I was asked the other day how someone who has started photography with a great new camera can begin learning how to take great images and become a better photographer. This is a question that pops up everywhere in forums and discussion groups across the internet. It’s probably the reason you have arrived here at PictureCorrect, looking for advice on how to become more proficient with your photography.
There is no simple answer to this question, but we can give you some keys as to how and where you can start your photography journey. So, how do you take your photography to the next level?
1. Define yourself as a photographer
What on earth does this mean? It is quite simple. What it means is to determine what makes you tick as a photographer. It’s pointless heading in the direction of a particular photographic genre that really does not ring any bells for you. I don’t enjoy landscape photography, but the world of close-ups really excites me. What excites you in life? What are your interests and hobbies?
By getting a better understanding of who you are and what you enjoy as a person, you’ll get some insight as to what kind of photographer you may become. Knowing this forms the basis of what kind of knowledge acquisition you should pursue in your photographic journey. Based on this you will know what books to buy, online forums to join, and the type of course you should enroll in. Take some time out now to write down some ideas about what you like and what interests you and see if they will help define you as a photographer.
2. Decide on your photographic direction
Is photography a passion or a pastime? Is it something you can see yourself doing as a serious hobby, or would you like to make it a profession? Understanding this is going to help you decide how much time and money you will put into it and what type of learning you should pursue. If becoming a serious amateur is your goal then the books, research, and course prospects will be different than if you’re heading toward a career in photography. You may even combine the two and focus as an amateur with the possibility of progressing toward becoming a professional. As Stephen Covey says, “Always begin with the end in mind”—even if it is several years down the road.
3. Determine which way you learn best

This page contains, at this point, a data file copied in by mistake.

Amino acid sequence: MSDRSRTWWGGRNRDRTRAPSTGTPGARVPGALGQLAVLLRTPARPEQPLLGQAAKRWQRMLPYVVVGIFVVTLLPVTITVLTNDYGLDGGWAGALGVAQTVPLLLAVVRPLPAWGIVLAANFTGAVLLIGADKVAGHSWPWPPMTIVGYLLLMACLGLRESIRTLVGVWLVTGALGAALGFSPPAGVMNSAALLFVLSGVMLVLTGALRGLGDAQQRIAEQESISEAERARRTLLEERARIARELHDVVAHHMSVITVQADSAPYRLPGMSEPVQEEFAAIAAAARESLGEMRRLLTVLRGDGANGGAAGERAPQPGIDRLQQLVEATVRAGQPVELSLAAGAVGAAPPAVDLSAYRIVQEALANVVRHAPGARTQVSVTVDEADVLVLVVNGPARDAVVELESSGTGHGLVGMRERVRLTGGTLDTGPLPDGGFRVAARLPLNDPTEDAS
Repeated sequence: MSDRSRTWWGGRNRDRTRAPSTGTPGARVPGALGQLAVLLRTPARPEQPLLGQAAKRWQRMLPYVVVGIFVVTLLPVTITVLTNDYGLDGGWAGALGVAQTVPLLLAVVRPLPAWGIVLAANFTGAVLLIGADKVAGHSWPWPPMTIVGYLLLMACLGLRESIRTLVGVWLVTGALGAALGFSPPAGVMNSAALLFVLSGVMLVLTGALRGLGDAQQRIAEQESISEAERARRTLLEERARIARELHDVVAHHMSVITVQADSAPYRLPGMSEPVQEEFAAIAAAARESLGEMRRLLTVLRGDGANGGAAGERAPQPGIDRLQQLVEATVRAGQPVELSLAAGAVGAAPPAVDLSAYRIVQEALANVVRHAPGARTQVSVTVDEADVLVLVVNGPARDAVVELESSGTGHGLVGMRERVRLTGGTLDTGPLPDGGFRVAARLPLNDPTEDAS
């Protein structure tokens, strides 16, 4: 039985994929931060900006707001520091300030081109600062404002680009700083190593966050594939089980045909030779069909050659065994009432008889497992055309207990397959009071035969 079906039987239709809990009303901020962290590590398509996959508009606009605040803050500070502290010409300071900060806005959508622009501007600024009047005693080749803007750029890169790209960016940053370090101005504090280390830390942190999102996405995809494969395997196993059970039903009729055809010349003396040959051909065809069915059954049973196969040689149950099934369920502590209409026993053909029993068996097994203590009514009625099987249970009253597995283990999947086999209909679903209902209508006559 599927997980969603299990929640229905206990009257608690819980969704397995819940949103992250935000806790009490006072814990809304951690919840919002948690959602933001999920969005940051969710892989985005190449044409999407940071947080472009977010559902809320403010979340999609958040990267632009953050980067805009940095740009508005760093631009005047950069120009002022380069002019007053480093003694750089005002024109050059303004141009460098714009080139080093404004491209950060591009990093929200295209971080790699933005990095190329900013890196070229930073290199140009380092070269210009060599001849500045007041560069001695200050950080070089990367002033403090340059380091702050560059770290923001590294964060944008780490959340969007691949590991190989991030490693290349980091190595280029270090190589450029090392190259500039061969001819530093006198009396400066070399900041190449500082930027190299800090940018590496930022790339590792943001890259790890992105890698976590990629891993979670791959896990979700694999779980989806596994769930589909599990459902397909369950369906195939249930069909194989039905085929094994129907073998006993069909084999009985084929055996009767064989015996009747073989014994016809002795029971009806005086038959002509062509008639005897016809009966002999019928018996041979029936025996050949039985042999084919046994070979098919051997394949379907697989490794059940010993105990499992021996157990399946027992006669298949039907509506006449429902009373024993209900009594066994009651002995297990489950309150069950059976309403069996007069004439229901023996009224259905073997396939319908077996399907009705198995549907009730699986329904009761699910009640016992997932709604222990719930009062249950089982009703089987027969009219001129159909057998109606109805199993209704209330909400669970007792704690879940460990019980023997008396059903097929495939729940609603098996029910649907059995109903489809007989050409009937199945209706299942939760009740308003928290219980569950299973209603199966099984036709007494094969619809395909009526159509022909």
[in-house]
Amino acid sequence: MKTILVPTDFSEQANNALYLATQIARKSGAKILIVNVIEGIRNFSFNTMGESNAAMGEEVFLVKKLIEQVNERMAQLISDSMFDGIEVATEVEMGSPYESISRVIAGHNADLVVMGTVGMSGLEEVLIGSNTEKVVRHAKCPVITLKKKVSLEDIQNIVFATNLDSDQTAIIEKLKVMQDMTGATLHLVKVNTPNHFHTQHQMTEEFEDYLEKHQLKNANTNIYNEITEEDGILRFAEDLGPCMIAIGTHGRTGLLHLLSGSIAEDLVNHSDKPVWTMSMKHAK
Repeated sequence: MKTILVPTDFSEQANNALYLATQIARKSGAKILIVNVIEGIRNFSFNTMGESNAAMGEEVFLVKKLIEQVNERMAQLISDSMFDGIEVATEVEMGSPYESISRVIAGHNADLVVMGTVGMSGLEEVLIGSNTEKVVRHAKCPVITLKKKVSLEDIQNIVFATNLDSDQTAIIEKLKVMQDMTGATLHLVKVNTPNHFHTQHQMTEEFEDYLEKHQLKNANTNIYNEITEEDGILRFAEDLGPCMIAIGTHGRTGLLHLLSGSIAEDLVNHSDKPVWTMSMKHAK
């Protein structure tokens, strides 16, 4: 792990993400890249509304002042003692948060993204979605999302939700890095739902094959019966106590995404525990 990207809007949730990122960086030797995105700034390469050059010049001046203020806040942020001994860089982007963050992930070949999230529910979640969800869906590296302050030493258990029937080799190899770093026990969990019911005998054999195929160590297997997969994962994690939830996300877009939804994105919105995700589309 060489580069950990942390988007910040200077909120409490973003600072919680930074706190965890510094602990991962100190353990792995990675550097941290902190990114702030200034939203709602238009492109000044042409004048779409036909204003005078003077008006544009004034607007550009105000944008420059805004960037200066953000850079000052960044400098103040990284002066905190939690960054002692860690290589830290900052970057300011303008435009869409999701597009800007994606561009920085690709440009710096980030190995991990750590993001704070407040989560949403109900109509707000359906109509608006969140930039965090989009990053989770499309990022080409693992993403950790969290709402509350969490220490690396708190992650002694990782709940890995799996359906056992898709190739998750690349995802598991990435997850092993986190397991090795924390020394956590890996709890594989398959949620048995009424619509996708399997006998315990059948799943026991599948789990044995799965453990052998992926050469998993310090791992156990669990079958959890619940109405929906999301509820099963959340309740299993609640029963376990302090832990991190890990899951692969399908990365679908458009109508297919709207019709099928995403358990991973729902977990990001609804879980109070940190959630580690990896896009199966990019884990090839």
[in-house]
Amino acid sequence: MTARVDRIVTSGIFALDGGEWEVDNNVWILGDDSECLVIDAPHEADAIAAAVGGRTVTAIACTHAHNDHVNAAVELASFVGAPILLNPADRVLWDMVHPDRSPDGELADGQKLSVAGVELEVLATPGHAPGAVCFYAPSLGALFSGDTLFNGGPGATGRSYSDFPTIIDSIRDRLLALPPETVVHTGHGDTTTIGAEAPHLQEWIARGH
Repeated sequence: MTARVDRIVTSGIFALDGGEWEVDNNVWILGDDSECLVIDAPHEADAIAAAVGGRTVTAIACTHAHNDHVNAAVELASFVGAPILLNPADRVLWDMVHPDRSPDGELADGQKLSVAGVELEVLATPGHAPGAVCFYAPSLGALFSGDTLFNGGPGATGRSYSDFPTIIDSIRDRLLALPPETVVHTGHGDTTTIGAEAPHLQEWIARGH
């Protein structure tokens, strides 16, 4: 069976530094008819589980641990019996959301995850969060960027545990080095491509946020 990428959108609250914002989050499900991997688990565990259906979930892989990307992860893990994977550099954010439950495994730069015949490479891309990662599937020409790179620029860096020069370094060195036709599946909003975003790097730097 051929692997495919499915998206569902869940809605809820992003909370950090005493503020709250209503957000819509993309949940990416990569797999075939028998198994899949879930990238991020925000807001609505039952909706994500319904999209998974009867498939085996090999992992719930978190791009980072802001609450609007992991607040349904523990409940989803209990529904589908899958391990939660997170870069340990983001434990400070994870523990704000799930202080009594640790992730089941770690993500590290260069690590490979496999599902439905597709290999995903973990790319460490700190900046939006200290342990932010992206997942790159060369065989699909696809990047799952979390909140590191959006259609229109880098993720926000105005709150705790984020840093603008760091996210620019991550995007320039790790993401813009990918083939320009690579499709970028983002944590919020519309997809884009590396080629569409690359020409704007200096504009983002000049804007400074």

All of us acquire knowledge in a variety of ways and at different speeds. Just because you learned in a certain way at school doesn’t mean that this is the way you have to learn photography. I love reading and have a library of photography books and courses. When I read, I learn, and it is an informal process. I can learn as much from books as someone sitting in a classroom. That’s me. But how do you learn? If sitting in a lecture works for you, then go for it. Others will find that being part of a photography club and learning practically is best for their learning process. Whether it’s a formal approach, like courses and classes, or an informal one-on-one practical approach, find the right one for you.
4. Find the right material or method
So you now have a better understanding of your photographic direction, you’ve defined yourself as a photographer, and you know the best learning approach for you as an individual. What next? There are just so many options open to you. Now is the time to exercise some care unless your resources are unlimited.
By knowing your direction, you can focus on the method. I love bookstores, so my approach would be to buy a cup of coffee at a good bookstore and spend a few hours in their photography section looking for books that appeal to me before making my purchase. If you have decided on a more formal approach, search your local community newspapers, bulletin boards, and magazines for courses or classes. Do a little research, ask questions, and make inquiries about the various options open to you. Don’t jump at that first one that appeals to you. Take a little time to decide, because the best one might be just around the corner.
5. Focus on your photography
This may seem strange advice to someone who is looking to take their photography to the next level. I talk from experience. Don’t get bogged down in the learning process and spend more time learning how to do it than actually doing it. Get out and practice your craft. Experiment! Try out the techniques and tips you are leaning. There is never a time like now to start shooting more.
Take a little time to read through these steps carefully and put them into practice. A good foundation to any venture you engage in is the first step in its successful completion. It will save you time and money and get you to your goal faster. As the old adage goes, knowledge is power. Happy shooting!
About the Author:
Wayne Turner has been teaching photography for 25 years and has written three books on photography. He has produced 21 Steps to Perfect Photos: a program of learner-based training using outcomes based education.
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